Previously, given my experience as minister for justice, I have been of the view that having one commissioner with overall responsibility for State security, counterterrorism and ordinary day-to-day policing, is a distinct advantage. In many other European countries, there are a plethora of different police forces.
THIS can lead to a silo mentality as different forces engage in empire building to the detriment of overall public safety. For instance, the response of the police to some of the first jihadist atrocities on the continent was mired in confusion as to which force had responsibility as first responders.
In Ireland, because of the decades of paramilitary threat, it made sense to have one overall force dealing with issues ranging from counterterrorism to ordinary day-to-day policing. Nowadays, some are suggesting that this is no longer relevant. But, in my view, you cannot beat the cop on the street with local knowledge, especially in a society as small as ours.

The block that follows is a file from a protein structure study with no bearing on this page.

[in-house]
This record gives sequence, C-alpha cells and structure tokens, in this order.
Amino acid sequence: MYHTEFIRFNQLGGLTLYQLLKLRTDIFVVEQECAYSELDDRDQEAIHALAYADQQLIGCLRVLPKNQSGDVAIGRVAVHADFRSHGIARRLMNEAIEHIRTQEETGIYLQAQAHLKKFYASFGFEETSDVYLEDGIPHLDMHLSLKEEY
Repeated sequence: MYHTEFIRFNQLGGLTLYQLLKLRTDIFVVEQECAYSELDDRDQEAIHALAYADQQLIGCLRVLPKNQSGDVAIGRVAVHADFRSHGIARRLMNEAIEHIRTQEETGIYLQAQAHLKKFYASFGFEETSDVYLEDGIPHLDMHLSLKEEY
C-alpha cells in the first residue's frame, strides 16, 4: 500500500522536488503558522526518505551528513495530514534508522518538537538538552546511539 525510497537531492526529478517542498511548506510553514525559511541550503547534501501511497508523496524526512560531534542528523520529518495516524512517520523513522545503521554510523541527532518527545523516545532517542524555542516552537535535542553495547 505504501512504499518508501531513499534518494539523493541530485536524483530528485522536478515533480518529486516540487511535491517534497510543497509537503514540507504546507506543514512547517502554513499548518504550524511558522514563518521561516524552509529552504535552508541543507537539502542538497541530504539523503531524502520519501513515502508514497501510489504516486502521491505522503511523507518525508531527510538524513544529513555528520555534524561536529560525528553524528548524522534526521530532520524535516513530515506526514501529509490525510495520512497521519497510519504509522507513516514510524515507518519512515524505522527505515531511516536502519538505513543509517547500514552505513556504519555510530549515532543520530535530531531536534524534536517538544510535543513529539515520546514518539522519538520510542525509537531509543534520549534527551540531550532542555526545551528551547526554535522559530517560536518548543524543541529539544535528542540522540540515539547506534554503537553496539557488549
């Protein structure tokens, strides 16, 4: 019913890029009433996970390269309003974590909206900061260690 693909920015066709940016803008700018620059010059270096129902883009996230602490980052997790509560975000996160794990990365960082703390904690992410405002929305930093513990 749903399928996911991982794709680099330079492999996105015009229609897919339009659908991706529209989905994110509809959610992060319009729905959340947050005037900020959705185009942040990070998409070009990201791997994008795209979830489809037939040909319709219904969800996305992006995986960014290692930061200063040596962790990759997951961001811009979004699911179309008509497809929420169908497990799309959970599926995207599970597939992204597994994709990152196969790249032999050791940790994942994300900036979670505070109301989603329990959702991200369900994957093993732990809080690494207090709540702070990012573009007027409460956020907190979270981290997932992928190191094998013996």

I fear that if we begin separating responsibilities, we will lose a lot of the ‘on the ground’ intelligence which might not be shared with another branch of the policing fraternity.
But, given the intense scrutiny, nowadays, surrounding issues such as motoring offences and penalty points, it may be time to consider separating ‘ordinary day-to-day policing’ from other forms of policing such as international cooperation and counterterrorism.
As I said earlier, given my experience, I would not be in favour of this, but it is undoubtedly the case that a sizeable proportion of Garda Síochána time must be taken up with responding to historical malpractice, to the detriment of dealing with other serious aspects of policing in this State.
Stepping down: Former Garda chief Nóirín O’Sullivan